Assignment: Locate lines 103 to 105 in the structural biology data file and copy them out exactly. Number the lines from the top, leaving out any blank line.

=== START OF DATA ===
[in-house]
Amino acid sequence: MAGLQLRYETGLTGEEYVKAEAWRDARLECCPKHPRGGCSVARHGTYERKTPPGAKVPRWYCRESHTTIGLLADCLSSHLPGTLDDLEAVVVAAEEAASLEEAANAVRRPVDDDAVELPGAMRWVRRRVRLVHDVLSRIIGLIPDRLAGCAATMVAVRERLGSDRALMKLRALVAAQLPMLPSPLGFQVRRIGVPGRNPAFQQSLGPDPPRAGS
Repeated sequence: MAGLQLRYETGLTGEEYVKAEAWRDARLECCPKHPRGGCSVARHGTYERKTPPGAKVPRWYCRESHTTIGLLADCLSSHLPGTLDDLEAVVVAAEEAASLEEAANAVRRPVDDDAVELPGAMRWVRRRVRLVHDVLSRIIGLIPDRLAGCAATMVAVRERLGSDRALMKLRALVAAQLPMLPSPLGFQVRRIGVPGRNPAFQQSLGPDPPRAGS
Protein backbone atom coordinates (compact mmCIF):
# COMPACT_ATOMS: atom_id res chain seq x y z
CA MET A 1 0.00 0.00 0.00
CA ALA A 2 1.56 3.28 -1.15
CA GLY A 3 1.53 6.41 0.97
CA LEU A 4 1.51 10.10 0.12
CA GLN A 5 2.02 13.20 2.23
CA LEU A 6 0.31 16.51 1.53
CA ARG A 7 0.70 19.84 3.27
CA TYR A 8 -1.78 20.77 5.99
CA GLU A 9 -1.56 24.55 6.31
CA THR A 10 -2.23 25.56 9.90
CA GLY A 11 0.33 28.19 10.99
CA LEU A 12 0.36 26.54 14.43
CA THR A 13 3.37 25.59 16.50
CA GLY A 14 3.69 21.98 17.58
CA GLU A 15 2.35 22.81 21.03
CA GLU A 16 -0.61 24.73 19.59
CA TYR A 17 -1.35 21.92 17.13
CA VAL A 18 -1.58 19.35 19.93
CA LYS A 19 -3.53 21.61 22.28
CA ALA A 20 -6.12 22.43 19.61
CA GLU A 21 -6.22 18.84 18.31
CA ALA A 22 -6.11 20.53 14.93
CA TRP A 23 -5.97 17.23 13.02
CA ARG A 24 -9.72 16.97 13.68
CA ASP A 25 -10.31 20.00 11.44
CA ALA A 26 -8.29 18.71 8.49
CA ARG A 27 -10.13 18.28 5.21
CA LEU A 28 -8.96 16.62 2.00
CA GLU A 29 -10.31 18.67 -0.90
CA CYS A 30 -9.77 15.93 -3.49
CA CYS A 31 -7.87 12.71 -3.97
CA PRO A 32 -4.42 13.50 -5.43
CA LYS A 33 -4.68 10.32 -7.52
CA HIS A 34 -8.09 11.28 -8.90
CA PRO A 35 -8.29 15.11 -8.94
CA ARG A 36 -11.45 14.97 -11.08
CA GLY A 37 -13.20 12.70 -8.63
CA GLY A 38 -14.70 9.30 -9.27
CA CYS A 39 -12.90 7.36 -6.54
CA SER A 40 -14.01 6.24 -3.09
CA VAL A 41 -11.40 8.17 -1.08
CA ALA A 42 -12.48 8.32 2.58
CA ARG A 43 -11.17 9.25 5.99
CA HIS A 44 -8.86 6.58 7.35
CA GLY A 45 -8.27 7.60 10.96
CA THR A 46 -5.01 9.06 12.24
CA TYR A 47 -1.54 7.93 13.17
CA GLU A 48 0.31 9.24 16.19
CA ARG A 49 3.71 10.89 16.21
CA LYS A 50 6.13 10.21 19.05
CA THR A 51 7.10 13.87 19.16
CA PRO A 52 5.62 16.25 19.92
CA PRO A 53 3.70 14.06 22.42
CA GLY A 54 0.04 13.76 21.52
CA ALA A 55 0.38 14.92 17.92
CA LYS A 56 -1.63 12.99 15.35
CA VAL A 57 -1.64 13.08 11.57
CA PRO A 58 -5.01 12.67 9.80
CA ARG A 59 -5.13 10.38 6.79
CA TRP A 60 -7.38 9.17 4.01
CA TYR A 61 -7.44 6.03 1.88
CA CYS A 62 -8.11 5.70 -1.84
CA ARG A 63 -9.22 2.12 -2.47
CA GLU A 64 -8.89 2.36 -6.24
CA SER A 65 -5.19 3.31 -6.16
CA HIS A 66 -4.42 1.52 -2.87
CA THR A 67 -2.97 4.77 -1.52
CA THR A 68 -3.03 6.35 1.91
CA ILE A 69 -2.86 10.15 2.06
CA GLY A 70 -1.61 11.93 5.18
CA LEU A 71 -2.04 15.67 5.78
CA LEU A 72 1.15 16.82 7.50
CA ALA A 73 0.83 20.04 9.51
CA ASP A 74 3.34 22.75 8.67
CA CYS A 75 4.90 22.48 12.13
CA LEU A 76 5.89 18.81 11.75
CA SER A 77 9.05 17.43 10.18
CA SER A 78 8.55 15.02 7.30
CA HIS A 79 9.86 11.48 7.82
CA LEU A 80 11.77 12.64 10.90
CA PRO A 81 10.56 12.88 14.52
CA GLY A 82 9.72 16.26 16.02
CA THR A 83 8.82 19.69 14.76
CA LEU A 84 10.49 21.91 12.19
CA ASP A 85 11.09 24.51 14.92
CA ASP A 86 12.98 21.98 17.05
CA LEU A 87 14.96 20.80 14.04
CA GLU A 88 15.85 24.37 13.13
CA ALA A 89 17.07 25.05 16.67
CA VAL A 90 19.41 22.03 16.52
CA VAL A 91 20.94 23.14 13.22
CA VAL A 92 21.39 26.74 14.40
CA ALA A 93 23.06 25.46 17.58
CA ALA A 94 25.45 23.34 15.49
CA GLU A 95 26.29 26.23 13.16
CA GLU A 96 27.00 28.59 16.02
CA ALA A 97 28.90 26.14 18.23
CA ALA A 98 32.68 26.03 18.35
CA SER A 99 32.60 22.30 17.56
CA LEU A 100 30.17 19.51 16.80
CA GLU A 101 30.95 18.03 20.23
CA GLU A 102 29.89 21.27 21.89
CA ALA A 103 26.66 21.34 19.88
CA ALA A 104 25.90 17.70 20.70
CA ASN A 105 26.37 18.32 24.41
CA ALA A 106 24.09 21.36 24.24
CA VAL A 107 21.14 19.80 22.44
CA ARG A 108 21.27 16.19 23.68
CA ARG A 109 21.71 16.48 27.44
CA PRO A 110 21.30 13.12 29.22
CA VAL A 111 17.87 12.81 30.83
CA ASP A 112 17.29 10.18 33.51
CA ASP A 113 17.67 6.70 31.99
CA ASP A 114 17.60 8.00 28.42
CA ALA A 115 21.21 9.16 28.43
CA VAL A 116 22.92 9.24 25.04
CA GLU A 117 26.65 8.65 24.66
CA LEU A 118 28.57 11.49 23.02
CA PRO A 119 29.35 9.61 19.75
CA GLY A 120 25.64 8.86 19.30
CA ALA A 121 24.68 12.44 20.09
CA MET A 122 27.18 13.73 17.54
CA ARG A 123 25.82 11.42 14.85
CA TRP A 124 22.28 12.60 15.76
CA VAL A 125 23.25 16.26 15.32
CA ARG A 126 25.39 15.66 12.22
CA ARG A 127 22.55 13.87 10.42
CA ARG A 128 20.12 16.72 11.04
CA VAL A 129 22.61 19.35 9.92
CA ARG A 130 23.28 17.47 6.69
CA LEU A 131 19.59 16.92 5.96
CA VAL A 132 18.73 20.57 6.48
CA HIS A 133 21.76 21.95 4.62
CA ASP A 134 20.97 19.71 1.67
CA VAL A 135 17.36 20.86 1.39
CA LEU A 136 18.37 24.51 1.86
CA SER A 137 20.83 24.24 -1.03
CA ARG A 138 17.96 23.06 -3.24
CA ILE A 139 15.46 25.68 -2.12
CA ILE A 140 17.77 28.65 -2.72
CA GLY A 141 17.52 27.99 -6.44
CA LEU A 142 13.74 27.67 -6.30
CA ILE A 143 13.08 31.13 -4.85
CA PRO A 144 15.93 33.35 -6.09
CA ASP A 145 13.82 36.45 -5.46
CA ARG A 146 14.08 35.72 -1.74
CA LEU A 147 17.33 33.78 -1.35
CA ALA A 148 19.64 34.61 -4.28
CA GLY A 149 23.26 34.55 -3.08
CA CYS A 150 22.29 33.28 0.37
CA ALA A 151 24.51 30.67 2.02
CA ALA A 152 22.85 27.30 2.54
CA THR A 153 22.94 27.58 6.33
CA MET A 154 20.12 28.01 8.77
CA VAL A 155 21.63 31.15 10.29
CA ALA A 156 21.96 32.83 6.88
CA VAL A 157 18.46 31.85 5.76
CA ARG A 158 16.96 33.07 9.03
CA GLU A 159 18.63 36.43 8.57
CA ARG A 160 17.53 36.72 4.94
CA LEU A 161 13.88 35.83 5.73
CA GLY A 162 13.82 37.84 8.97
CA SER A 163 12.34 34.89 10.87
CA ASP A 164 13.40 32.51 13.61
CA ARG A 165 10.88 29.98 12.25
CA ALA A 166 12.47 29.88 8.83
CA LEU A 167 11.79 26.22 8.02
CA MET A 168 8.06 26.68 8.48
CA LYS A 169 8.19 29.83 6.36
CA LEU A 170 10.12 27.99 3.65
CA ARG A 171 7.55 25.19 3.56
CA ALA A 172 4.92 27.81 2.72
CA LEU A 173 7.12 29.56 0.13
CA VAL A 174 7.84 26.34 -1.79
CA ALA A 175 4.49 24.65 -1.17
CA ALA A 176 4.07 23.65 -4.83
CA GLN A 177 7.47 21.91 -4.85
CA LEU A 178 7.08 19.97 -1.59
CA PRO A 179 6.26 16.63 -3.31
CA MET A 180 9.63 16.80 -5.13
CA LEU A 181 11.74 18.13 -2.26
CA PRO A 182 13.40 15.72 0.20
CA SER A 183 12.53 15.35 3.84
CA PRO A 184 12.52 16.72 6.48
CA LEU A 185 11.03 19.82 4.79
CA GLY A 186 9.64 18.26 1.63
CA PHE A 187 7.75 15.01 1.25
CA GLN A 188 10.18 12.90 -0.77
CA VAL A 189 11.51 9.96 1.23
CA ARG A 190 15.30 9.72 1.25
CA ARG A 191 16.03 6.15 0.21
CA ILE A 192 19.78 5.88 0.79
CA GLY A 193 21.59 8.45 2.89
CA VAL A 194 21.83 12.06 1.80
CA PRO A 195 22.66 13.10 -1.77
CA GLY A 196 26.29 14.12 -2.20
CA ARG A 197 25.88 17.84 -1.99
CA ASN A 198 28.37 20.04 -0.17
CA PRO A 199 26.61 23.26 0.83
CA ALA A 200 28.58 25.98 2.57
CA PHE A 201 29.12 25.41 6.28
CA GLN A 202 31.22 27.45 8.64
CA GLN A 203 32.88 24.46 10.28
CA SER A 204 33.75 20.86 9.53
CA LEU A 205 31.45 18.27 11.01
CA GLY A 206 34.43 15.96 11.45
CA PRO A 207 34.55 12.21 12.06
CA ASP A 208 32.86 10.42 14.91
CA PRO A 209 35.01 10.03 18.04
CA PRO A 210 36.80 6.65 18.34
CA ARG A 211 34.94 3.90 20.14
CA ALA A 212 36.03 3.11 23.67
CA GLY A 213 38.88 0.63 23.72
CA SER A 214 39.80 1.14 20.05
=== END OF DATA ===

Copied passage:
CA ALA A 98 32.68 26.03 18.35
CA SER A 99 32.60 22.30 17.56
CA LEU A 100 30.17 19.51 16.80